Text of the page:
We Can Never Lose HOPE…….
To receive my blogs, go to my Author Website https://theresecrutchermarin.com and sign up. When you sign up, I will send you the first Chapter of my nonfiction book, Watching Their Dance: Three Sisters, a Genetic Disease and Marrying into a Family At Risk for Huntington’s
My name is Therese Crutcher-Marin and I’m a Huntington’s disease (HD) advocate, Chair for the HDSA San Francisco Bay Area Affiliate, a blogger and author of Watching Their Dance: Three Sisters, a Genetic Disease and Marrying into a Family At Risk for Huntington’s. Therese’s Author Website
This is my HD story:Lora, Marcia and Cindy Marin, my sisters-in-law, have died from HD complications, struggling with HD for 15-17 years. These wonderful women, who were my dear friends, enriched my life by their positive attitudes, kindness and by their strength and resilience in fighting HD. I am blessed to have known the three women and they inspired me to write and publish the nonfiction, Watching Their Dance. I was determined to tell the Marin story.
My husband’s mother, Phyllis Iva (Cahoon) Marin was placed in Napa State (Mental) Hospital, in the late 1940’s, because of violent outbursts, hallucinations and her inability to take care of her small children. The medical folks were unable to diagnose her and my father-in-law never heard the Huntington’s Chorea until he saw it on her death certificate. She died in 1968, at age 48, by strangulation as she had to be tied down because the chorea was so bad.
“HUNTINGTON’S DISEASE is the CRUELEST Disease on the Planet”
We Can Never Lose HOPE…………. #LetsTalkAboutHD
To learn more about Huntington’s disease and HD resources, visit: http://hdsa.org
John and I are watching the Netflix show, “Madam Secretary” which is a fictional television drama that follows the work of Elizabeth McCord, the United States’ Secretary of State. Madam Secretary Official Site
In Season 2, Episode 6; Catch and Release episode, Huntington’s disease (HD) is used in the storyline. http://www.hdsa.org
The symptoms of HD are described as having ALS, Parkinson’s and Alzheimer’s – simultaneously. There is NO CURE for the disease.
Also, the drug Tetrabenazine,is used in the story. Tetrabenazine is a drug for the symptomatic treatment of hyperkinetic movement disorders. It is sold under the brand names Nitoman and Xenazine among others.
On August 15, 2008, the U.S. Food and Drug Administration approved the use of tetrabenazine to treat chorea associated with Huntington’s disease.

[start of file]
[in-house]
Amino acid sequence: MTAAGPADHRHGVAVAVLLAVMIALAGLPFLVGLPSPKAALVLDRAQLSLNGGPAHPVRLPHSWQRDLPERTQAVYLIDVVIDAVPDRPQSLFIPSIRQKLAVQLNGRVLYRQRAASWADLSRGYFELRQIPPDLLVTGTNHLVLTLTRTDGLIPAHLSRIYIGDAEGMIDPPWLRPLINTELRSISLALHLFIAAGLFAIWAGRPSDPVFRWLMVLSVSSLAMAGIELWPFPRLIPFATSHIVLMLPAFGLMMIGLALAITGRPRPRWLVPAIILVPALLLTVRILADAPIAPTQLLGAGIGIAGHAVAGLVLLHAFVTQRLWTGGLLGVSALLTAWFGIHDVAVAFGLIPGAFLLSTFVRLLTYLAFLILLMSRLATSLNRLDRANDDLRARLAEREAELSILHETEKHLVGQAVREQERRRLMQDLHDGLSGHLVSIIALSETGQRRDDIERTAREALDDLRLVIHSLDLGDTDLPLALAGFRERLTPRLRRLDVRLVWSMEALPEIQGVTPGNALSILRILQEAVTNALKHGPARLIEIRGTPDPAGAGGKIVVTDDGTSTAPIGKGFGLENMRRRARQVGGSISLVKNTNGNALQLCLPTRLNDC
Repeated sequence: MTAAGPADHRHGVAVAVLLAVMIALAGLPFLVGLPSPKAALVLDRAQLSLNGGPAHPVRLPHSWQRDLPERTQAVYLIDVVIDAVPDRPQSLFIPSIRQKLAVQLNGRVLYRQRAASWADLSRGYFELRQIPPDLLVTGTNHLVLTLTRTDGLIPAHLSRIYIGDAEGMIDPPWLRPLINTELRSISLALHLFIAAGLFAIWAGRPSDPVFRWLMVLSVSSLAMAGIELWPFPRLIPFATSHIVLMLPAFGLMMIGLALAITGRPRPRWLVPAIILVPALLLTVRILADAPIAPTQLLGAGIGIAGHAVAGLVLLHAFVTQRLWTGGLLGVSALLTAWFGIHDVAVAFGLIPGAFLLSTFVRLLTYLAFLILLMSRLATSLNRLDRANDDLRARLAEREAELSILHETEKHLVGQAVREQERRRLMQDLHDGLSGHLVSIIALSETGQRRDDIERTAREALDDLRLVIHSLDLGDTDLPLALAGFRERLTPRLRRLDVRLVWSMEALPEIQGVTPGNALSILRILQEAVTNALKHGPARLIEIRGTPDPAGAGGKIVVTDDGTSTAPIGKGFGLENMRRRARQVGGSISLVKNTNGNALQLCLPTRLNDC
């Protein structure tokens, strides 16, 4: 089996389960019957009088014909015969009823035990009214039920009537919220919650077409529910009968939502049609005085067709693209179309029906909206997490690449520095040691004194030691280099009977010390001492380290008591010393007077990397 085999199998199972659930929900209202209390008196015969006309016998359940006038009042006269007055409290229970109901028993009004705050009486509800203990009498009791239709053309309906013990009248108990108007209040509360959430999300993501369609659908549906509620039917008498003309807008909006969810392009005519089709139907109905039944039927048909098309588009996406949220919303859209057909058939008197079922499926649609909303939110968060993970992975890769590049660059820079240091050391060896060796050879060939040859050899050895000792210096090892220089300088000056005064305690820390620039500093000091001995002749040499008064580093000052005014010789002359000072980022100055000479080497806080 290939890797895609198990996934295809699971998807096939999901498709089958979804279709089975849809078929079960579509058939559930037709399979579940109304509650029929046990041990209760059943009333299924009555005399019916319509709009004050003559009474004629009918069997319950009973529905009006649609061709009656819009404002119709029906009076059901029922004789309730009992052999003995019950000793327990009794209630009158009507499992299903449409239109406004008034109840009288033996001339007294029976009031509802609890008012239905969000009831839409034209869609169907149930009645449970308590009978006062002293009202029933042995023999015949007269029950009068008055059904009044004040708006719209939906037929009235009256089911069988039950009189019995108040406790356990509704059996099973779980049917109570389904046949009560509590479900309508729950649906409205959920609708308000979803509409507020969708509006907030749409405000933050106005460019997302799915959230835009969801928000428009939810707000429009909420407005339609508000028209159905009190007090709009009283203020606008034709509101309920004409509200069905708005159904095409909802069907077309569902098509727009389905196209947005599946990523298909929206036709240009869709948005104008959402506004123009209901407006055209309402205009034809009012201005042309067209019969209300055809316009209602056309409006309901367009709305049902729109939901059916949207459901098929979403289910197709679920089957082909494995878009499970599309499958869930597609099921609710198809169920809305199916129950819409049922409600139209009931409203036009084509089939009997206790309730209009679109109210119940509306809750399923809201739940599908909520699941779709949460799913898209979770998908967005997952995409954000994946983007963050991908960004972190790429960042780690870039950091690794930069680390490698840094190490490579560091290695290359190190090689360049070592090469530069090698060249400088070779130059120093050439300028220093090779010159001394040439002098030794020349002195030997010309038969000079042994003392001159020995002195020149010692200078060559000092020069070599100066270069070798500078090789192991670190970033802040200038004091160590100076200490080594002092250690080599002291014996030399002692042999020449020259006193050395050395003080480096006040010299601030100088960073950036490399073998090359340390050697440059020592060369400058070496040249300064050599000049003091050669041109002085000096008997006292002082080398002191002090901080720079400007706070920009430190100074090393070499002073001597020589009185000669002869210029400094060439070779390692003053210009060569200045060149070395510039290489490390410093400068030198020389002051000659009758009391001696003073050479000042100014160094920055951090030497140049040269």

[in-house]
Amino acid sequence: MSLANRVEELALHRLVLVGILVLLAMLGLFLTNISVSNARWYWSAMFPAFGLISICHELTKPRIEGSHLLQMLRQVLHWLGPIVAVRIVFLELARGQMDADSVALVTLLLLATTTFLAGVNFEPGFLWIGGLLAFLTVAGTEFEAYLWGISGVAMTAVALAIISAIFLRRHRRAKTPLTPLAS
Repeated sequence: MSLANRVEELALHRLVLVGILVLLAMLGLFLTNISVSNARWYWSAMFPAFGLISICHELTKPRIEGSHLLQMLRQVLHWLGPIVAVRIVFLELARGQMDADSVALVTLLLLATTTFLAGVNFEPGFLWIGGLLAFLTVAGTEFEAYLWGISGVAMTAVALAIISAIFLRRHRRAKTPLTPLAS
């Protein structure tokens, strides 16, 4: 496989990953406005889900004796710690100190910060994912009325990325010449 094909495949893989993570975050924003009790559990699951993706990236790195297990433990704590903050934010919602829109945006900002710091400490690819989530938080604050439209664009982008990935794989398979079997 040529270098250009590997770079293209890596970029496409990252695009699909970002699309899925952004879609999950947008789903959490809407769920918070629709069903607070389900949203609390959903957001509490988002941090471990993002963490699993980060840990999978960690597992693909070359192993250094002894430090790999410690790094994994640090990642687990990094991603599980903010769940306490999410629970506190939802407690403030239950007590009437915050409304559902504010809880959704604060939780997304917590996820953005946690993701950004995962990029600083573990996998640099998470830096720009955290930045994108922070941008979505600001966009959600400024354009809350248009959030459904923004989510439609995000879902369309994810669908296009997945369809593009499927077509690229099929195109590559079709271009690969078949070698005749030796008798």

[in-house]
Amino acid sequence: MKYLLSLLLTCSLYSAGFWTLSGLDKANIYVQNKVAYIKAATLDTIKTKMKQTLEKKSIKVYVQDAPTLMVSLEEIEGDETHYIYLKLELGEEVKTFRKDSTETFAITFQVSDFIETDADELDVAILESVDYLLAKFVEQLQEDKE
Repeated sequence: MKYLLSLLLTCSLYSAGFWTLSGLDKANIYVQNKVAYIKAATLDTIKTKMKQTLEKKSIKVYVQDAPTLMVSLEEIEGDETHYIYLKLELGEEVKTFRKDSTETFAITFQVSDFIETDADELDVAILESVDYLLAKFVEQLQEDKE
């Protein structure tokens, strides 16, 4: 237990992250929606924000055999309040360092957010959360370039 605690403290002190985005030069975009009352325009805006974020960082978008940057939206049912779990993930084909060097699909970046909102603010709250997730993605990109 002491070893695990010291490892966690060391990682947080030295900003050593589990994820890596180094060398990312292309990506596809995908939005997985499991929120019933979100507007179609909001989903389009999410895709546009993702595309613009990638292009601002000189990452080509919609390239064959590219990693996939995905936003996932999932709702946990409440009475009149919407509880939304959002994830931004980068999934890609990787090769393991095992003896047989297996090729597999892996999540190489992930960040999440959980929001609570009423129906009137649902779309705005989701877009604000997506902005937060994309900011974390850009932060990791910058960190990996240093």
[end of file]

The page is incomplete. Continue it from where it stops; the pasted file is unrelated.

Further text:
We Can Never Lose HOPE…………….
Therese at the 2018 HDSA Annual Convention in LA.
I’m a Huntington’s disease advocate having lost my three sisters-in-law, Lora, Marcia and Cindy to this horrific disease. Watching Their Dance: Three Sisters, a Genetic Disease and Marrying into a Family At Risk for Huntington’s is a nonfiction book that I published and 100% of the proceeds are being donated to the nonprofit, HDSA. You can find it on many book websites like Amazon. https://www.amazon.com/Watching-Their-Dance
Whenever I discover an article, a famous person, resources, a study about Huntington’s disease (HD) I like to blog about it. What is HD?
An interesting article from the Food & Drug Administration (FDA) on Huntington’s disease:
On September 22, 2015, FDA held a public meeting to hear perspectives from people living withHuntington’s Disease (HD) about disease symptoms, the impact of HD on their daily life, and their experiences with currently available therapies. As part of this commitment, FDA is holding at least 20 public meetings over a five-year period, each focused on a specific disease area. To read the complete report: https://www.fda.gov/downloads/drugs/newsevents/ucm491808.pdf
What I found most interesting is the section, “Overall Impact of Huntington’s Disease on Daily Life”.
Huntington’s disease shows up on television every now and then. I’m always so happy when it occurs because it is probably one of the least understood of neurodegenerative diseases; i.e. Alzheimers, Parkinson’s, ALS.
House (2004-2012) Episode: Lucky Thirteen (2008)
The season four finale reveals Thirteen has the dominant mutation for Huntington’s (HD), the disease from which her mother died. Thirteen’s Huntington’s is more aggressive, greatly decreasing her life expectancy and hastening the onset of symptoms. She exhibits self-destructive behavior, using recreational drugs and having repeated one-night stands. House fires her for recklessness but eventually rehires her. She later ceases to behave self-destructively, agreeing to participate in a Huntington’s disease drug trial.
Features a completely disabled man with Huntington’s disease. During the chaos caused when Dr. John Carter leads a walk-out to protest unsafe working conditions, the man’s mother disconnects his ventilator so that he can die in peace.
Huntington’s disease (HD) is a fatal genetic disorder that causes the progressive breakdown of nerve cells in the brain. It deteriorates a person’s physical and mental abilities during their prime working years and has no cure. HD is known as the quintessential family disease because every child of a parent with HD has a 50/50 chance of carrying the faulty gene. Today, there are approximately 30,000 symptomatic Americans and more than 200,000 at-risk of inheriting the disease.
I’m a HD advocate having lost my 3 sisters-in-law to the disease. John was the lucky sibling and tested negative for the mutated huntingtin gene. I will NOT give up on the fight against this horrific disease and I’m hoping I will see a cure in my lifetime. Read about my experience living with HD in my life. 100% of the profits from Watching Their Dance is being donated to the nonprofit, Huntington’s Disease Society of America (HDSA). My author website is: https://www.theresecrutchermarin.com